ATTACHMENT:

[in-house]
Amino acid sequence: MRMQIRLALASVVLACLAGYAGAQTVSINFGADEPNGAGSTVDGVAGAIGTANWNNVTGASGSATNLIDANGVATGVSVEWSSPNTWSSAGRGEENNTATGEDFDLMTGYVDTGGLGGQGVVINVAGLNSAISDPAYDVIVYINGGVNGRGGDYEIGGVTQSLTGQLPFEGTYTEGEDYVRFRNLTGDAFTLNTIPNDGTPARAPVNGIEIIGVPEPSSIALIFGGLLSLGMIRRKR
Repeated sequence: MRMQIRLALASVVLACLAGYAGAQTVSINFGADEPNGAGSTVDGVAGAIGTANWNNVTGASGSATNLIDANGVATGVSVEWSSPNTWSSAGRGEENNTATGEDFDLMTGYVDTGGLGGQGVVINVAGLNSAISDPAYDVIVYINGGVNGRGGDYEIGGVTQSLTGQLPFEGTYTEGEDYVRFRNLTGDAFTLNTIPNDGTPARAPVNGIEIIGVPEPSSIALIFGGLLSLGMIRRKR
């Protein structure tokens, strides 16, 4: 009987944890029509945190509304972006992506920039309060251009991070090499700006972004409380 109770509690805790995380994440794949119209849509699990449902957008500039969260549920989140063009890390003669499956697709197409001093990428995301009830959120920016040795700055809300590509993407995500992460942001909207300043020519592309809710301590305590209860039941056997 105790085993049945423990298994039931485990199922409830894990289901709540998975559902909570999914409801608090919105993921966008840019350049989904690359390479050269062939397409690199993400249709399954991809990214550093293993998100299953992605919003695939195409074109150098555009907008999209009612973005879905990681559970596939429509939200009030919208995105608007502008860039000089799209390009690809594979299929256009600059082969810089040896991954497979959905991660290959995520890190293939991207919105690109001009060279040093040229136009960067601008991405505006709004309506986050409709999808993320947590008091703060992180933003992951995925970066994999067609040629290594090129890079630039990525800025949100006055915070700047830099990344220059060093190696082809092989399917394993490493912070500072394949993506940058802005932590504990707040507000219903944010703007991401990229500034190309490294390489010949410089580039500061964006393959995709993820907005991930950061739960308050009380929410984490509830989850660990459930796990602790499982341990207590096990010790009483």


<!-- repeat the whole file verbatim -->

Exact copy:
[in-house]
Amino acid sequence: MRMQIRLALASVVLACLAGYAGAQTVSINFGADEPNGAGSTVDGVAGAIGTANWNNVTGASGSATNLIDANGVATGVSVEWSSPNTWSSAGRGEENNTATGEDFDLMTGYVDTGGLGGQGVVINVAGLNSAISDPAYDVIVYINGGVNGRGGDYEIGGVTQSLTGQLPFEGTYTEGEDYVRFRNLTGDAFTLNTIPNDGTPARAPVNGIEIIGVPEPSSIALIFGGLLSLGMIRRKR
Repeated sequence: MRMQIRLALASVVLACLAGYAGAQTVSINFGADEPNGAGSTVDGVAGAIGTANWNNVTGASGSATNLIDANGVATGVSVEWSSPNTWSSAGRGEENNTATGEDFDLMTGYVDTGGLGGQGVVINVAGLNSAISDPAYDVIVYINGGVNGRGGDYEIGGVTQSLTGQLPFEGTYTEGEDYVRFRNLTGDAFTLNTIPNDGTPARAPVNGIEIIGVPEPSSIALIFGGLLSLGMIRRKR
């Protein structure tokens, strides 16, 4: 009987944890029509945190509304972006992506920039309060251009991070090499700006972004409380 109770509690805790995380994440794949119209849509699990449902957008500039969260549920989140063009890390003669499956697709197409001093990428995301009830959120920016040795700055809300590509993407995500992460942001909207300043020519592309809710301590305590209860039941056997 105790085993049945423990298994039931485990199922409830894990289901709540998975559902909570999914409801608090919105993921966008840019350049989904690359390479050269062939397409690199993400249709399954991809990214550093293993998100299953992605919003695939195409074109150098555009907008999209009612973005879905990681559970596939429509939200009030919208995105608007502008860039000089799209390009690809594979299929256009600059082969810089040896991954497979959905991660290959995520890190293939991207919105690109001009060279040093040229136009960067601008991405505006709004309506986050409709999808993320947590008091703060992180933003992951995925970066994999067609040629290594090129890079630039990525800025949100006055915070700047830099990344220059060093190696082809092989399917394993490493912070500072394949993506940058802005932590504990707040507000219903944010703007991401990229500034190309490294390489010949410089580039500061964006393959995709993820907005991930950061739960308050009380929410984490509830989850660990459930796990602790499982341990207590096990010790009483």